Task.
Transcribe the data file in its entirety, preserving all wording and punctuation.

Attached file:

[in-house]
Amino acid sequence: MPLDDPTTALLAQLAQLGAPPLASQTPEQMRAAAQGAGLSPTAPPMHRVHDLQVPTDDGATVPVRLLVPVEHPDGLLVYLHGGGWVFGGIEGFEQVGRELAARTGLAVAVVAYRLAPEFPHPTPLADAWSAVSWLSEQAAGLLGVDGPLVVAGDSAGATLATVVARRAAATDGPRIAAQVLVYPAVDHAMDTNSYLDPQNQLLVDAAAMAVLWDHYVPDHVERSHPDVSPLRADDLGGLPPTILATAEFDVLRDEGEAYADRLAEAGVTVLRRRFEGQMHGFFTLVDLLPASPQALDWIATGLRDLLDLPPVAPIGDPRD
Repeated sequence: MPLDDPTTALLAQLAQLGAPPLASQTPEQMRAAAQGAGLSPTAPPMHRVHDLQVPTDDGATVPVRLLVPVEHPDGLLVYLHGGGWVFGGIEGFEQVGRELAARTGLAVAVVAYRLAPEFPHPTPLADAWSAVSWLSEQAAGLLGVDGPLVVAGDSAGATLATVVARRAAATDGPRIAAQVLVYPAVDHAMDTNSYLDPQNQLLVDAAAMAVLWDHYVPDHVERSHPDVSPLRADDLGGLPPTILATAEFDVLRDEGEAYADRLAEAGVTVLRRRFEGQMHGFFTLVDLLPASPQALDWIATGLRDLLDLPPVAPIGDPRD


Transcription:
[in-house]
Amino acid sequence: MPLDDPTTALLAQLAQLGAPPLASQTPEQMRAAAQGAGLSPTAPPMHRVHDLQVPTDDGATVPVRLLVPVEHPDGLLVYLHGGGWVFGGIEGFEQVGRELAARTGLAVAVVAYRLAPEFPHPTPLADAWSAVSWLSEQAAGLLGVDGPLVVAGDSAGATLATVVARRAAATDGPRIAAQVLVYPAVDHAMDTNSYLDPQNQLLVDAAAMAVLWDHYVPDHVERSHPDVSPLRADDLGGLPPTILATAEFDVLRDEGEAYADRLAEAGVTVLRRRFEGQMHGFFTLVDLLPASPQALDWIATGLRDLLDLPPVAPIGDPRD
Repeated sequence: MPLDDPTTALLAQLAQLGAPPLASQTPEQMRAAAQGAGLSPTAPPMHRVHDLQVPTDDGATVPVRLLVPVEHPDGLLVYLHGGGWVFGGIEGFEQVGRELAARTGLAVAVVAYRLAPEFPHPTPLADAWSAVSWLSEQAAGLLGVDGPLVVAGDSAGATLATVVARRAAATDGPRIAAQVLVYPAVDHAMDTNSYLDPQNQLLVDAAAMAVLWDHYVPDHVERSHPDVSPLRADDLGGLPPTILATAEFDVLRDEGEAYADRLAEAGVTVLRRRFEGQMHGFFTLVDLLPASPQALDWIATGLRDLLDLPPVAPIGDPRD